Hellman’s most notorious lie was that she had risked her own life by passing material to “Julia,” her supposed anti-fascist friend in pre-war Austria depicted in her memoir Pentimento (1973). Just before Hellman’s death in 1984, however, Samuel McCracken published a scrupulously researched exposé in Commentary, which proved that “Julia” did not exist and that Hellman had appropriated the very real story of Muriel Gardiner, who had written about her activities in the Austrian anti-Nazi underground. This makes Kessler-Harris angry—not at Hellman’s duplicity, but at the late Christopher Hitchens’s failure to be a good team player. Hitchens, then a man of the Left, declared that McCracken had proved “every verifiable incident [in Hellman’s account] false or unconvincing.” Those words, Kessler-Harris writes, “affirmed and sealed Hellman’s fate as a liar.”
Trying to repair her subject’s reputation, Kessler-Harris justifies Hellman with what amounts to George Costanza’s line on Seinfeld: “It’s not a lie…if you believe it.” As if to show how the incoherent thinking of postmodernism abets shabby morals, Kessler-Harris contends, “Hellman did not think of her stories as lies,” and a dramatist has the right to use “the material at hand to invent tales.” Anyway, Hellman “made up stories” about everyone, and “drama was meant to make a point, not just to entertain.” Moreover, Hellman may not have consciously lied, since she “never claimed a good memory.” The literature of psychology, however, offers no other example of a memory so bad that it took the form of one writer appropriating another’s memoir to make herself look heroic.
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Sensing that she’s defending the indefensible, Kessler-Harris tries a different argument: Hellman “wrote memoirs that were not memoirs, fulfilling the mandate that memoir is the art of lying.” Mandate? A historian ought to be the last person to judge a book that purports to recount actual events by employing criteria appropriate to evaluating fiction—in order to spare the author’s reputation. Kessler-Harris forgives and dismisses Hellman’s lies because the playwright always “believed that she had lived a life of integrity, honesty, and trust.” Well, since I always believed that I played five-string banjo with Bill Monroe and the Bluegrass Boys so ably as to win the annual International Bluegrass Association of America’s award for best banjo picker three years in a row...I guess I did.
Asserting that Hellman was only briefly a CPUSA member who left in 1940 (years before she did in fact quit), Kessler-Harris goes out of her way to contend that Hellman independently embraced the many political positions that just happened to dovetail with the Communist Party’s. In 1949, Hellman played a leading part in a meeting of pro-Soviet figures from around the world, secretly organized by the Communist Party. Kessler-Harris describes the conference, which excluded any anti-Communists from participating and heralded Soviet initiatives, as consisting of “a range of people who insisted on talking about peace and challenging the Cold War.” She cites Arthur Miller’s participation as an example of the contributions made by non-aligned intellectuals. Evidence uncovered before Kessler-Harris finished writing A Difficult Woman proved, however, that Miller had been a secret CPUSA member who wrote for its press under a pseudonym.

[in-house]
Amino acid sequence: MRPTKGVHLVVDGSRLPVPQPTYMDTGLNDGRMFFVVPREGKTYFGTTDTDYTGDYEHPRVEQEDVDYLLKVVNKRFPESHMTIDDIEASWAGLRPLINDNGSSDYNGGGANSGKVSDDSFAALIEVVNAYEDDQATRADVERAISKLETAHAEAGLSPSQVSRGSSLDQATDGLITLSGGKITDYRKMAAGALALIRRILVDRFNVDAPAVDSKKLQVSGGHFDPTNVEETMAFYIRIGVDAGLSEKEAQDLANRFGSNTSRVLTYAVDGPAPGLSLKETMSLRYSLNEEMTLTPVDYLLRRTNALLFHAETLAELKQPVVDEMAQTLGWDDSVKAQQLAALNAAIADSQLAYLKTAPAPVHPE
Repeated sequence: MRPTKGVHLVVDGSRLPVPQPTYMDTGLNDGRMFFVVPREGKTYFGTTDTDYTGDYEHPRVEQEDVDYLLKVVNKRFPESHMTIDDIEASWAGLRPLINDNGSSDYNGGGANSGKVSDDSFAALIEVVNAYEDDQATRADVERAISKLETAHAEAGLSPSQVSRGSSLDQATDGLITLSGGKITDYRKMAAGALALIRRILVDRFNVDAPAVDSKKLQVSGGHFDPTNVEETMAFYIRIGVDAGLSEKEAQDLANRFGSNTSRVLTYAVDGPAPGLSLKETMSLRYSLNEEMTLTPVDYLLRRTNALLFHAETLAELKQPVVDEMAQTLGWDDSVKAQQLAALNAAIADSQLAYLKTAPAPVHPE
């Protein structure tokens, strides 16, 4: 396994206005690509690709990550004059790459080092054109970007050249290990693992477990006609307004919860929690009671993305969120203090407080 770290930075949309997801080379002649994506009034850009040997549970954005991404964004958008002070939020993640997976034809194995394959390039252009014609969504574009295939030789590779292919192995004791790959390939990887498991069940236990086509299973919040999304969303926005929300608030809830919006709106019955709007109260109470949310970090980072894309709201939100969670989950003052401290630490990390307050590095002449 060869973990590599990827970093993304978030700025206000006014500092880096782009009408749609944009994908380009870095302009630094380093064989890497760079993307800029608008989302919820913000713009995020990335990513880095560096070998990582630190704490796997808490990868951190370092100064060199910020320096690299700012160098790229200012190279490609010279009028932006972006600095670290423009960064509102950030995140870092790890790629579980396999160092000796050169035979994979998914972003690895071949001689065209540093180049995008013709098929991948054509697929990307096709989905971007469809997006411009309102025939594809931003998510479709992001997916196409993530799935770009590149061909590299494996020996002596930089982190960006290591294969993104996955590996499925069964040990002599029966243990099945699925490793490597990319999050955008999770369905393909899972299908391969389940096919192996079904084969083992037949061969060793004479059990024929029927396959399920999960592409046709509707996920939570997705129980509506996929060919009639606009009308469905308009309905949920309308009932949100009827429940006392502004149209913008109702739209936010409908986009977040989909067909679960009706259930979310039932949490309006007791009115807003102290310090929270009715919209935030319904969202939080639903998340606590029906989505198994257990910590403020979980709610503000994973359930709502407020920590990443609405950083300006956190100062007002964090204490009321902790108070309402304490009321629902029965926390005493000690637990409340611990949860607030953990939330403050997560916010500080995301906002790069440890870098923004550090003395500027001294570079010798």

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It is refreshing to turn from prop-aganda on behalf of a propagandist to Dorothy Gallagher’s serious, critical examination. Gallagher writes that the public persona Hellman constructed was “that of a tough-talking, truth-telling dame, a let-the-chips-fall-where-they-may sort of woman.” But as it became clearer and clearer that she had a pathological aversion to truth-telling, her reputation collapsed.
The question to ask is how much she knew about the reality of Stalinism, and when she knew it. Realizing that she looked bad, Hellman wrote in her memoirs that she herself is amazed that she didn’t know what was happening while she was in Moscow in 1937, to which Gallagher asks a simple question: “How could it have been that she knew nothing?” The answer is that it could not have been, especially since Hellman acknowledged speaking in Moscow with Stalin’s apologist, New York Times journalist Walter Duranty. If anything, Duranty “confirmed her already formed opinion.” When she returned home, however, she and Hammett signed the infamous petition endorsing the Soviet verdict that all the purge trial defendants were guilty traitors, working secretly for Hitler. Then in 1939, they wrote an open letter urging the United States not to give Leon Trotsky asylum.
Her ex-husband, Arthur Kober, wrote in his diary that Hellman called the Soviet Union “the ideal democratic state.” Believing in absolutes as late as 1967, she told another lover, “I can’t get it out of my head that Stalin was right.” No wonder that when Hitler broke the Nazi-Soviet Pact, Hellman said to close friends, “The Motherland has been attacked!”
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Gallagher goes on to catalogue Hellman’s evasions, obfuscations, and outright lies, all meant to depict herself as a well-meaning naïf who had no idea what was going on in Stalin’s Russia. Hellman, in fact, lied about almost everything, big and small. She wrote in her memoir that to support herself during McCarthyism and the blacklist in the 1950s she was forced to work as a sales clerk at Bloomingdale’s department store—which would have been a peculiar career choice for a woman who had a house in Martha’s Vineyard, a farm in New York, many residential investment properties in New York City, stocks, bonds, jewelry, and a household staff.
Hellman’s anger and vitriol was meant for those who refused to be fellow-travelers or actual party members, and who realized that fascism and communism had become each other’s twin. She continued to reflect and support the party line completely, without any opposition, regret, or second thoughts. In the bitter intra-Left quarrel between Communists and their supporters and left and liberal anti-Communists, Hellman became a warrior on the side of supporters of tyranny. Those disillusioned with viewing the Soviet Union as a worker’s paradise, not the remaining true believers, were the enemy she sought to crush. She even failed to protest when her old friend and lover, Otto Katz, was framed and then hanged in the Czech postwar purge trials.
Like her biographer Kessler-Harris, Hellman believed that “truth is larger than the truth of fact.” And so Lillian Hellman lied even when she must have known how easily her lies could be proven. Mary McCarthy turned out to be right.